4. Back at the domain name registrar, setup email with a catch-all email forward which forwards to that single Gmail account.

Throughout the next year you’d then visit different Starbucks stores and snag several blank Starbucks cards (without putting any money on them). Feel free to put money on one of the cards if you’d like—I’d suggest going with the minimum here.

Back home on the Internet (or even in the store on your portable device), register a new card on their website, issuing the first profile/email address from your spreadsheet and entering the card’s number into your spreadsheet for tracking purposes. If you have a magic marker, then it might be useful to mark the card in some discreet way to more easily identify it from the rest.

The important part is to enter a sequentially-unique month + day combination for this card’s birthday information.

All inbound notification emails for any particular account from Starbucks would then land in that single email mailbox for later processing, if required. An email rule or two should prevent the average advertising attempts to land in a separate folder, perhaps, so that they don’t clutter the more important ones.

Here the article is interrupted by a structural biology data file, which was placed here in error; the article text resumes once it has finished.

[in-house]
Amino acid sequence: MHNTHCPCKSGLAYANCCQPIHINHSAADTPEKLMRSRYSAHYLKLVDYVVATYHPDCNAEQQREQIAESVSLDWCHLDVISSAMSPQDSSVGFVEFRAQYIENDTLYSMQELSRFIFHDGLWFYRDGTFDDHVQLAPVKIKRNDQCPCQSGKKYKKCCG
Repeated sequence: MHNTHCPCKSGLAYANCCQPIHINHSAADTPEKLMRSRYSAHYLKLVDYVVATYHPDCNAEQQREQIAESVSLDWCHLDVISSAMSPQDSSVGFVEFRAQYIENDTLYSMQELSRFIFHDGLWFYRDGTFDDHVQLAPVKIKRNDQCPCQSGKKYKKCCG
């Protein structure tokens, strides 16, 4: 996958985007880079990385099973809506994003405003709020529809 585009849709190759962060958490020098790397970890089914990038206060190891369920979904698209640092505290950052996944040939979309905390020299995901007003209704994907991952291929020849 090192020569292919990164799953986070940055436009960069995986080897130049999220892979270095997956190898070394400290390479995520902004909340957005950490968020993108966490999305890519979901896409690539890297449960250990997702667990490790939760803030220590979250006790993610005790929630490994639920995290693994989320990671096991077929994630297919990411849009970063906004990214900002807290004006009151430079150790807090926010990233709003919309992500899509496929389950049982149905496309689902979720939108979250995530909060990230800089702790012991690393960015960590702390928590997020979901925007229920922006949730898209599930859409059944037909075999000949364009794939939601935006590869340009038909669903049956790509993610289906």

The Result?

Starbucks for life.

Each week, you’d pull several cards from your collection, the ones which correspond to the upcoming week’s “birthdays”. Walk in with the right card each day and pretend to be pleasantly surprised when you’re awarded your free drink.

If you’re an actor, feel free to really get into each character you’ve created.  For your Jacque Duboisson profile, you could fake a French accent, say. And then you’ve got Giovanni Bere, Hans Getränk, Juan Beber to name a few.

Evil Is As Evil Does

Should you do this? It’s probably too much trouble, honestly. But I would do something like this for Wells Fargo or US Bank or Chase Bank because they’re all evil themselves. Every day of the year they illegally charge people a $7.50 or even greater service fee for simply cashing a check locally issued from their own bank. I personally have a great stack of the receipts from them in which I was yet again charged this transaction fee for simply cashing a local check from their own branch.

“In form, a check is an order to the drawee bank to pay the face amount of the check to the payee.” ~ Justice Buford, U.S. Bankruptcy Court

So when the issuing bank imposes a fee to cash a check, this is by definition illegal since the check itself is a promise to pay the full amount indicated rather than a fraction of same.

It’s too bad that banks don’t get their karma handed back to them in some sort of Despicable Me plan like this.